Government to Gays: Don't Tell Us You're Married
Well, it’s census time in Canada again. Ah, Cenususeses… Censii? Those dainty twice-a-decade questionnaires where you get to inform the government of all your personal relationships. But, for all the happily married gay couples out there this year, don’t be so quick to check the “husband or wife” bubble when describing your partner’s relationship to you! The government has provided special instructions for your type.
That’s right; someone must’ve missed the point of the whole equal marriage law, because the census form now instructs all same-sex married couples to check “other” instead of “husband or wife” when describing their partners. This would put your beloved spouse in the same category as cousin, niece or nephew, roommate’s spouse or child, and, of course, employee.
Naturally, Egale Canada, a Canadian gay human rights group, is disappointed.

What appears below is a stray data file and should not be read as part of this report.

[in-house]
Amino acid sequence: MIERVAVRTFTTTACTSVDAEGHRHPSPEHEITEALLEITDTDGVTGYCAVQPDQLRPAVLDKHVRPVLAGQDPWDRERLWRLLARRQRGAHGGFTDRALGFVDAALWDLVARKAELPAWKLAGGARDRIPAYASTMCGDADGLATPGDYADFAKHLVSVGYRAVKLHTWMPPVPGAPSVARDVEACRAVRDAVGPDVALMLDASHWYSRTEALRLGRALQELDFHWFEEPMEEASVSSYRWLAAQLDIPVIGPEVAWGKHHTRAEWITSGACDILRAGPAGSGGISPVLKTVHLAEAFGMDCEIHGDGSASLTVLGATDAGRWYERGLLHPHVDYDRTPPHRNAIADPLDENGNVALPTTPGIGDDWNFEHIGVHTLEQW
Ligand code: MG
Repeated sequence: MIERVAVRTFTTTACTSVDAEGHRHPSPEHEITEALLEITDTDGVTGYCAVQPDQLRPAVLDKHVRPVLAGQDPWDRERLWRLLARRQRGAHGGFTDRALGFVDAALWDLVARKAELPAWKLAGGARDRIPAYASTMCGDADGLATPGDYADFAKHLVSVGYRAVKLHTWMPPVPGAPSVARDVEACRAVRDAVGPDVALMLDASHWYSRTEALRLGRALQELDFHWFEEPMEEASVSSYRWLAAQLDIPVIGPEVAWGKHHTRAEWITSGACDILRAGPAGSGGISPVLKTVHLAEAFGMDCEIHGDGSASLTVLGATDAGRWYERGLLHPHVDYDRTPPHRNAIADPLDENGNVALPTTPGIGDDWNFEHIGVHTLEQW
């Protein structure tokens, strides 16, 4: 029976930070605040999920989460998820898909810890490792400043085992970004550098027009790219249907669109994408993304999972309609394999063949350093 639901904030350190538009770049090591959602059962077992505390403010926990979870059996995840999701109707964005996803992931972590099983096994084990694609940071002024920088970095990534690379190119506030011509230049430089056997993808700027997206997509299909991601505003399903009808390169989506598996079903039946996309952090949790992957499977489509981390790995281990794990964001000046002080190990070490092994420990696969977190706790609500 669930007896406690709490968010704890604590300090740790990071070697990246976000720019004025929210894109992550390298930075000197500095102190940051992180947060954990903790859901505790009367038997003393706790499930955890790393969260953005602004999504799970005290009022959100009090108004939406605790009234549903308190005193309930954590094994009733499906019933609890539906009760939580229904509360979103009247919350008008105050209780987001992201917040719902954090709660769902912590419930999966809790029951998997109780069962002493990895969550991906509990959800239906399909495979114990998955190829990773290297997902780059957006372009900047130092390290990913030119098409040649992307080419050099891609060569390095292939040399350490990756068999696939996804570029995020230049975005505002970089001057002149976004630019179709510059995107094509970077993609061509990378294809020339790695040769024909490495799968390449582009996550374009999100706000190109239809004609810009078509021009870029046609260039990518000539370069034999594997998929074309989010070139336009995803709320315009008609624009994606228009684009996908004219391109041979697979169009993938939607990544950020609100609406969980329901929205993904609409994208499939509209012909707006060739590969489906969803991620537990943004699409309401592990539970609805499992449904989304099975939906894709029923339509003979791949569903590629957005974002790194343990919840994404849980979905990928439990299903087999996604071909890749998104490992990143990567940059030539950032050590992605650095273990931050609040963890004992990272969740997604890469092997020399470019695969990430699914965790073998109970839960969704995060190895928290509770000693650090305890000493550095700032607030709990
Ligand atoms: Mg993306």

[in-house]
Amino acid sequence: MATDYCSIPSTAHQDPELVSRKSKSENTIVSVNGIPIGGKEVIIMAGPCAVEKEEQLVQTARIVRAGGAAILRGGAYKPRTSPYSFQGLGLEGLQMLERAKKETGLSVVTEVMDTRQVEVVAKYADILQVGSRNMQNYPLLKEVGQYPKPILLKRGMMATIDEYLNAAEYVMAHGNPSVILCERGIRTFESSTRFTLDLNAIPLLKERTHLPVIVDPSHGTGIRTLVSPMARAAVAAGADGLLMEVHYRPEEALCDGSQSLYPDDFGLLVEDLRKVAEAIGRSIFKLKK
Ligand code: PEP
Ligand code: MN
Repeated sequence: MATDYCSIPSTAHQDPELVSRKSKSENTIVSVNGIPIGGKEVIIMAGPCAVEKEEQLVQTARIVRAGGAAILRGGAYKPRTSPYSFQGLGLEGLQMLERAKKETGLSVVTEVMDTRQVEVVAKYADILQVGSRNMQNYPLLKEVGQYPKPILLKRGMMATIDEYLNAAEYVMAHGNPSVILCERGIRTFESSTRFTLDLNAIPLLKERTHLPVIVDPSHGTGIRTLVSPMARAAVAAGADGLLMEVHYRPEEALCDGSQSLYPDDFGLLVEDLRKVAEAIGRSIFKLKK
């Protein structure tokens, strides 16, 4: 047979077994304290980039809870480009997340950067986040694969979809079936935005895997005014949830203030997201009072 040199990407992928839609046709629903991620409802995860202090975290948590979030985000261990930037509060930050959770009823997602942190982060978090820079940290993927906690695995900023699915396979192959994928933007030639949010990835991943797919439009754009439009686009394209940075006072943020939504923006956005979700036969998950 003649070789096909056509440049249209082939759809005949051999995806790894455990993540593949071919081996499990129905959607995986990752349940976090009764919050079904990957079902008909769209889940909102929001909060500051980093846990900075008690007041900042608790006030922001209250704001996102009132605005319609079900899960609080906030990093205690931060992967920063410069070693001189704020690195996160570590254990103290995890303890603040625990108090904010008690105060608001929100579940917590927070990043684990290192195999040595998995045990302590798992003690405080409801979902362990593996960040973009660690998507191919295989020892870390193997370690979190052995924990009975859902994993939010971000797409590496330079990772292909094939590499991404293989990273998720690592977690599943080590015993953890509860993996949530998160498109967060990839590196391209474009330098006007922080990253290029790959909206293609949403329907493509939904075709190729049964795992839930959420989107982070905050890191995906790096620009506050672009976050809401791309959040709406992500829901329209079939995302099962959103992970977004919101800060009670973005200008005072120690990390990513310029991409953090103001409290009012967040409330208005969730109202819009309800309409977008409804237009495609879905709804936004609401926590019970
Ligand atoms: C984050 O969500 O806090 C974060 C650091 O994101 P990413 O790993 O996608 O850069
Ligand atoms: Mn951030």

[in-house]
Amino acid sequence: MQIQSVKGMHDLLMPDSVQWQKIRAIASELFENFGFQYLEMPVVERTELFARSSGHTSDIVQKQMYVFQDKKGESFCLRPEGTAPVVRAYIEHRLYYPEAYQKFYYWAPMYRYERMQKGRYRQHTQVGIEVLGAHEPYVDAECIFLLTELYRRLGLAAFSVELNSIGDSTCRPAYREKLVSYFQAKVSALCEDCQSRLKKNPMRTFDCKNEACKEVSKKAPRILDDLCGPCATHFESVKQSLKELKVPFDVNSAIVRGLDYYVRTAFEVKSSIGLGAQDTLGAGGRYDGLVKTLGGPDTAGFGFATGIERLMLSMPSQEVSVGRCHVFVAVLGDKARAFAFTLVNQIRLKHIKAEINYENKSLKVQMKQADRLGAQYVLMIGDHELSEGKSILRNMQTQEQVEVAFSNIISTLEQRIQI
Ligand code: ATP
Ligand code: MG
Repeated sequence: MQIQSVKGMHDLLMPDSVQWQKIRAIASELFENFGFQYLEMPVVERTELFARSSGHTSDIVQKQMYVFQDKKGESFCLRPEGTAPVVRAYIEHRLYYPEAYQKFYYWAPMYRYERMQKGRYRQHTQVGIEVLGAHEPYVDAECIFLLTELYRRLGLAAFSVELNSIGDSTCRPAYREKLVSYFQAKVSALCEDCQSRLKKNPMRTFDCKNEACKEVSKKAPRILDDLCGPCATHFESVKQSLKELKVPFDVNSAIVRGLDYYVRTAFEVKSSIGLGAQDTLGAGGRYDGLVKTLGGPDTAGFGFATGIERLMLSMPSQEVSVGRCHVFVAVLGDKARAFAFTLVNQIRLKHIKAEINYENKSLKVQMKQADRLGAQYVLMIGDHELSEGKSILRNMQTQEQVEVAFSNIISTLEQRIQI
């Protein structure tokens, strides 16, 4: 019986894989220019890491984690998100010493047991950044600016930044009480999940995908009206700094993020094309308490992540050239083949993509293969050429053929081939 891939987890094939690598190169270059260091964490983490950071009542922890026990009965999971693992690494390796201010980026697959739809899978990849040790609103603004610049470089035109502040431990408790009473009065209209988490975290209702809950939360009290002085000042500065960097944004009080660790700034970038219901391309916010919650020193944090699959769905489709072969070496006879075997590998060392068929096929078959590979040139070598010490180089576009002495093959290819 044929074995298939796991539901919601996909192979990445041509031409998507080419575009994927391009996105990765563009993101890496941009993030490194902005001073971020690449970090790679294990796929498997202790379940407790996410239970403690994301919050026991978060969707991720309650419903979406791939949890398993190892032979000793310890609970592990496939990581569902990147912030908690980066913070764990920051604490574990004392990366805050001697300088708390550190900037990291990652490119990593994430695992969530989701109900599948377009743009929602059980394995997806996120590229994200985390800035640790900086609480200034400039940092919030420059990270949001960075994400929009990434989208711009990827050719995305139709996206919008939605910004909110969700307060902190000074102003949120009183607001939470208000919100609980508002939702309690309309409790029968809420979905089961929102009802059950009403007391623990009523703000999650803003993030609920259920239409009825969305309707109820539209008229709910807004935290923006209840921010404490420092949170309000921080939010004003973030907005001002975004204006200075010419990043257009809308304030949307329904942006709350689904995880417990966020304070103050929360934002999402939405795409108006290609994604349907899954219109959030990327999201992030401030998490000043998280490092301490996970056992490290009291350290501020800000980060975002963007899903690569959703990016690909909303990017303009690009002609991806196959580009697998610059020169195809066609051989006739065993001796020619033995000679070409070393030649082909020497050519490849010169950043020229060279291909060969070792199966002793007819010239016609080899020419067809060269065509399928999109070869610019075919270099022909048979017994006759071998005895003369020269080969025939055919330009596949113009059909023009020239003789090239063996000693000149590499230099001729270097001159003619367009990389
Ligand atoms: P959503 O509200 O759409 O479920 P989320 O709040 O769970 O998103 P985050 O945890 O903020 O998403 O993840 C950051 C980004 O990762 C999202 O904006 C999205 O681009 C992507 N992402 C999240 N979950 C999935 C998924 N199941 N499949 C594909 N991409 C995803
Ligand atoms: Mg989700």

Everyone who completes the 2006 Census will see that our relationships are segregated. We’re already getting phone calls from dismayed members and we’re concerned about the subtle yet widespread impact of millions of Canadians seeing that our marriages are denigrated in this way.
Sad. But, who knows? Maybe this new terminology will catch on—even among straight people! Everyone will dream of that special day when they walk down the isle to profess their undying love—to hear those wonderful words, “I now pronounce you other and other.” (Sniff.)
- Right’s group blasts census for advice to gay couples [Globe and Mail]
- Census error unfair to married same-sex couples [Egale Canada]